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When War Video Can't Be Trusted When War Video Can't Be Trusted

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Magazine

When War Video Can't Be Trusted

A company called Storyful vets smartphone images from Syria and elsewhere to ensure their authenticity.

The desert of the real: Video from Syria.(AP Photo/Shaam News Network via AP video)

September 19, 2013

In an emotional appeal last week, President Obama asked that every American view a video of Syrian children lying on a lacquered gray floor in Damascus. The clip shows more than 400 children in East Ghouta, arranged side by side as they convulse, choke, and eventually die. Videos like these, which the White House and its allies cited as evidence to support their argument for intervention in Syria, were not plucked at random from YouTube. They were vetted by a group called Storyful.

Truth, of course, is the first casualty of war—especially a two-year civil war, fought by guerrillas beyond the reach of most independent journalists. Amateur videos (purportedly captured by locals with smartphones) have poured into the information vacuum claiming to show atrocities or victories on both sides. To deal with the problem, Storyful relies on a network of unpaid fixers and experts on the ground in Syria to verify what's real. Then its staff editors and reporters—including old hands from the BBC and Reuters—compile and share the hand-curated clips with media and others.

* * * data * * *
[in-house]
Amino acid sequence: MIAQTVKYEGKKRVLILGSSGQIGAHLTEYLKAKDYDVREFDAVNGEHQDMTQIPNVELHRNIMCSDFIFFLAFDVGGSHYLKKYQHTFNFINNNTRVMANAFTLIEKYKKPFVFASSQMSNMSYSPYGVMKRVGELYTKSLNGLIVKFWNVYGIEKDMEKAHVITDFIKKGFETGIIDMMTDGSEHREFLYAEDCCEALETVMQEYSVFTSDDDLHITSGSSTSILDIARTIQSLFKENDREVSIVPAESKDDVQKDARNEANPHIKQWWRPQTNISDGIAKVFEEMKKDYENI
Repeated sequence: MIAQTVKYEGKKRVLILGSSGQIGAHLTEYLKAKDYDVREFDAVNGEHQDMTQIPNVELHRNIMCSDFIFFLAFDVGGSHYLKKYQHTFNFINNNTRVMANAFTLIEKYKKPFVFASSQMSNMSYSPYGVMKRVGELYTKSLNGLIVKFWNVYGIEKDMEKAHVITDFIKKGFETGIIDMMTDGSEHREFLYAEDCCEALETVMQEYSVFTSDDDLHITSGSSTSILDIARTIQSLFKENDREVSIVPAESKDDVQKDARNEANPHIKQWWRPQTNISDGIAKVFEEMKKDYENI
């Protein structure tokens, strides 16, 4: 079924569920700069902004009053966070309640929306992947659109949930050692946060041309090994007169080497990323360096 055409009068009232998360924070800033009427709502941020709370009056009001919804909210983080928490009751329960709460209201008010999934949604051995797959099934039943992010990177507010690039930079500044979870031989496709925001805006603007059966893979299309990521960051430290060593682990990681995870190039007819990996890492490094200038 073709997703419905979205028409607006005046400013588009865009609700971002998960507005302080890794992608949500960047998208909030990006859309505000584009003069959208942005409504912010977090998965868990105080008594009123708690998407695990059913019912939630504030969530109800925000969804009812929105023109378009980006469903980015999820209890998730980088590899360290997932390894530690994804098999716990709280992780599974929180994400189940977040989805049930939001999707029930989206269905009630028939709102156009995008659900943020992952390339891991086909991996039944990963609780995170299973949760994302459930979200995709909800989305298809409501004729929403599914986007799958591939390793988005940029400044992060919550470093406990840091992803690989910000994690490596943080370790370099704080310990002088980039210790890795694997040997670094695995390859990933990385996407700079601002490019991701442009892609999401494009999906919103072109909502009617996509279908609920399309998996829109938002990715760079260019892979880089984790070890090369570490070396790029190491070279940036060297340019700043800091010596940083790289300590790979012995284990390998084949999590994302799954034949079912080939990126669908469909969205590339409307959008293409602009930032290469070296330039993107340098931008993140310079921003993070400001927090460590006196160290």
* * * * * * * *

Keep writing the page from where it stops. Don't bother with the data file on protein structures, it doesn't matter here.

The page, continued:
In April 2010, Mark Little, a former Irish television presenter, launched Storyful with the help of venture-capital start-up money. He saw that as news organizations slashed budgets and laid off their staff, newsrooms increasingly lacked the ability to check on the massive amounts of social-media information. Storyful—in particular, its new crowdsourcing platform, Open Newsroom—would help the press sift through it all. Already, its clients include ABC, The New York Times, France 24, and YouTube, as well as more than 35 other newsrooms, according to news editor Malachy Browne. Unlike some other independent verification specialists, Storyful charges up to $25,000 for a year's access to its journalists and experts, who deliver information via a private Twitter account that has nearly 7,000 followers.

 

A relatively small number of moderators curate Open Newsroom's content. They include Browne; Iain Martin, a former editor at The Wall Street Journal Europe; and David Clinch, a former international editor of CNN, among others. Google Hangout connects seven offices from Hong Kong to San Francisco to the Dublin headquarters as editors review photos and videos from war zones like Syria, where both the rebels and the regime of Bashar al-Assad have incentives to tell their own versions of the story.